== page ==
Gaby Awad

Current Job/Title: Business and Executive Coach, Speaker, and Trainer

Professional Credentials: PMP, Certified Business Coach from ActionCOACH, Certified Executive Coach from Marshal Goldsmith, Certified Leadership Coach from The John Maxwell Team

  1. How do you describe the role of project manager?

    The role of the project manager is like an orchestra maestro.

    The maestro and the project manager have a big team with different members (players) each having different roles and distinguished skill sets.

    Both the project manager and the maestro act as servant leaders, they both:

    1.  Lead by example and they have the team to develop and grow in potential
    2.  Take responsibility for what the team produces
    3.  They take ownership for the team’s success and failure
    4.  They plan, coordinate, and complete activities
    5.  They are not expected to be able to play every “instrument”
    6.  The communicate in real time with the team

    So project managers connect with the team, they are not expected to execute tasks themselves but to lead their team even if the project manager has technical knowledge.

    The 3 main project manager’s competencies (according to PMBoK guide) are:

     Technical project management
     Strategic and business management

    Reference book: Everyone communicates and few connects – John Maxwell

  2. How do you apply and benefit from your management skills in your life?

    As part of my coaching practice, I explain to my participants that the benefits from the PM skills are huge. PM skills can be implemented in life and in business. Applying PM approach, tools, and techniques, helps the person stay in control of daily life circumstances and business challenges.

    Techniques like communicating with stakeholders and estimating durations, cost and developing a schedule, etc. let you handle daily circumstances differently.

    While coaching business owners, we also work on setting goals together. A simple tool I use is the 1-Page Plan where they use 4 quadrants:

    1. Their WHY (vision and mission)
    2. Their WHATs: to reach your “Why” you need to have clear SMART goals
    3. Their HOW: goals need to be broken down to projects
    4. Their WHEN: projects need to be broken down to milestones and tasks

    It is essential to start at the top with your ‘WHY’. Once the WHY is clear, decomposing into goals, projects and tasks becomes easy.

    Reference book: Start with your Why – Simon Sinek

  3. How did project management credentials help in advancing your career and knowledge?

    Back in year 2010, I left PwC where I was  the Director in Charge of the Consulting Practice. I joined couple of local banks heading their Project Management Office (PMO). These were opportunities for me to learn and apply further project management methodologies and frameworks. I have secured sending 30 team members to take the PM Preparation course and to sit for the exam and I jumped on board and joined them in the accreditation process back in 2013. Being Head of PMO; I became certified myself and even while having 12 years of experience and to continue leading by example; I studied while rechecking the project PMBOK Guide  and I learned with an intention to teach and apply. I took the course and passed the exam: even my own study notes where in PowerPoint slides; because I had the intention to teach PMP. I read, summarized, consolidated and transferred the knowledge to others.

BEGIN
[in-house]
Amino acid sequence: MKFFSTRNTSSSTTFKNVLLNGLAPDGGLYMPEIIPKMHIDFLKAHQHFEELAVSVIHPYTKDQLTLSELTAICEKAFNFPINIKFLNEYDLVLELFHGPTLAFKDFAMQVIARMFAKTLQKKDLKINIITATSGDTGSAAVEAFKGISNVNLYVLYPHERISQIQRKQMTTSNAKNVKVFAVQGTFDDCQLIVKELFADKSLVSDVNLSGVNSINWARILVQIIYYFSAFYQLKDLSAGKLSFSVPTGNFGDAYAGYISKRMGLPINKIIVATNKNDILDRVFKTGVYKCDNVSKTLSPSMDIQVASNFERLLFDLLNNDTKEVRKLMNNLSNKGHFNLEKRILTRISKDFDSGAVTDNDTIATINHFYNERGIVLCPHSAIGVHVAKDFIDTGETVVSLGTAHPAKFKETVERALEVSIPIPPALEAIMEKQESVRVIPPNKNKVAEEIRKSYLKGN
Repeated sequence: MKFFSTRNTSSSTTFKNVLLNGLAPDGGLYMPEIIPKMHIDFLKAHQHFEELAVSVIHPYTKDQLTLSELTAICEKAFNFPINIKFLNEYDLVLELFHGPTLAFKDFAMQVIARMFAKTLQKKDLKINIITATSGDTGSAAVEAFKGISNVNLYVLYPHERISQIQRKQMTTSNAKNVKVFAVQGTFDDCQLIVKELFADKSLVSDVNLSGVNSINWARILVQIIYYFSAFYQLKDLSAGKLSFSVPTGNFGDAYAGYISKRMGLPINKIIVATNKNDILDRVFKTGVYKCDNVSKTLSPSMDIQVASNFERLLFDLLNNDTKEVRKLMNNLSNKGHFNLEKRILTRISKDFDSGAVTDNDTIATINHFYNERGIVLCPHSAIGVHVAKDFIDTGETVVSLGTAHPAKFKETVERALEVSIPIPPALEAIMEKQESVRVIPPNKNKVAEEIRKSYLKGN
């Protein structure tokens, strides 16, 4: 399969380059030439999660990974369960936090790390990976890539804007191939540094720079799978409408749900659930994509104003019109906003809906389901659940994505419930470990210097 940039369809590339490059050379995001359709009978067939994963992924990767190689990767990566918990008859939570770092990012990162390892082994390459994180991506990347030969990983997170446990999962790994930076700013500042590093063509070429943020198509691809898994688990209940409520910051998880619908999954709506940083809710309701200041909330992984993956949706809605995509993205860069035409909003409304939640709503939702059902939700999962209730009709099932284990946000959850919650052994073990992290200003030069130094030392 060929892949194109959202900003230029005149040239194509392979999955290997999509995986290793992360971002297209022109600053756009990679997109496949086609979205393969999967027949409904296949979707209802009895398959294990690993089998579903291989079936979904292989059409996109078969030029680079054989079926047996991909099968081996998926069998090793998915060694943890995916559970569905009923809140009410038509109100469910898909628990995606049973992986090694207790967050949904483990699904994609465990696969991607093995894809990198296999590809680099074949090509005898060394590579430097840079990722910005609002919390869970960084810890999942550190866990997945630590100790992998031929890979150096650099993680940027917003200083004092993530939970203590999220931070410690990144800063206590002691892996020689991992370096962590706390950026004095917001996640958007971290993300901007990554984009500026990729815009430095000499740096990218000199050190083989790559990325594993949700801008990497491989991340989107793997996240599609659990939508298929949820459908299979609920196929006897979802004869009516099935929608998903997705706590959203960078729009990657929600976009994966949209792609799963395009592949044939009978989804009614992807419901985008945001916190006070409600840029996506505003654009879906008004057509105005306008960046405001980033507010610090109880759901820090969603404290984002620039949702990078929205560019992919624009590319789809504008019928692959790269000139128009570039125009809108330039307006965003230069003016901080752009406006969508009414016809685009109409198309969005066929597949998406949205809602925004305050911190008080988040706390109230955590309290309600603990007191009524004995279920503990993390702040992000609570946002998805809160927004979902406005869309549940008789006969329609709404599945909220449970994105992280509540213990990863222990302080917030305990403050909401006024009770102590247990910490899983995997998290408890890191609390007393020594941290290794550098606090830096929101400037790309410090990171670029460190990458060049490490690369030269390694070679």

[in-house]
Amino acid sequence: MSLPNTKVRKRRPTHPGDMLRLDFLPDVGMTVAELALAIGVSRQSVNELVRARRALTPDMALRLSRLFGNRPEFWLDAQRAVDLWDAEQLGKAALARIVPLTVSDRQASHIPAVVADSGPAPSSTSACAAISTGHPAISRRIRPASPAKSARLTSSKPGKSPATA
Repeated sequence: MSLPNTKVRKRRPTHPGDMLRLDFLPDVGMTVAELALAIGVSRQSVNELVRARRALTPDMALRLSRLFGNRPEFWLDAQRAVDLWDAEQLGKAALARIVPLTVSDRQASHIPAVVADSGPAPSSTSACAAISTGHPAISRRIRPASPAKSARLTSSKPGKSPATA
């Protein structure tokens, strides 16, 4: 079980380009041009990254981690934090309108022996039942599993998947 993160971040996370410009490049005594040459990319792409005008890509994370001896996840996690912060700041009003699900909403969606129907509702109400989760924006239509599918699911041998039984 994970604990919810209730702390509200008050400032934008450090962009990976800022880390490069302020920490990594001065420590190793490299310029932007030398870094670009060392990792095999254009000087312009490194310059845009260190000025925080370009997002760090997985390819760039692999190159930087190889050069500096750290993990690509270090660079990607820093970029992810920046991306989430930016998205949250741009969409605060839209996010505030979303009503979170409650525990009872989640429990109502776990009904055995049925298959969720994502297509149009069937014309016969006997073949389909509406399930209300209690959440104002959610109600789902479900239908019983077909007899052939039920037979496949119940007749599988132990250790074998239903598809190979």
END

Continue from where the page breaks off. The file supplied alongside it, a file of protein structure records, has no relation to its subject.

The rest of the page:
I benefited from this and became a PMP instructor since 2014.

    By teaching you will learn and by learning you will teach – Reference from Tarzan - DisneyMovie

  4. Can you share with us a successful project you have worked on and its lessons learned?

    Where there is a storm, fishermen fix their nets. In February 2020, I started the project which I have been postponing for a while: having my own online self-paced E-learning platform

    During this challenging project; I have learned new tools, invested time and resources to achieve my goal. My project has been implemented using an Agile approach. It was a success for me to have it completed in a short time (less than 3 months)

    The lesson learned: you will never be ready: don’t procrastinate, “jump and build your wings on your way down”. Start with the minimum plan, use “rolling wave technique” and then develop your plan, iterate and execute as you go.

  5. Any advice and recommendation you can give to other project managers

    The advice I give to all project managers is emphasize on how important to keep stakeholders informed and engaged: since you spend 86% of your time managing stakeholders. Engaging, communicating, and connecting are far more important than delivery within scope, at budget and within schedule.

    By experience; you learn the importance of communicating with the stakeholders: this is the key to success even if you don’t deliver technically on time: managing stakeholders expectations, keeping them engaged by keeping communication flowing is more than 86% of your chances of success on a project.

Gaby Awad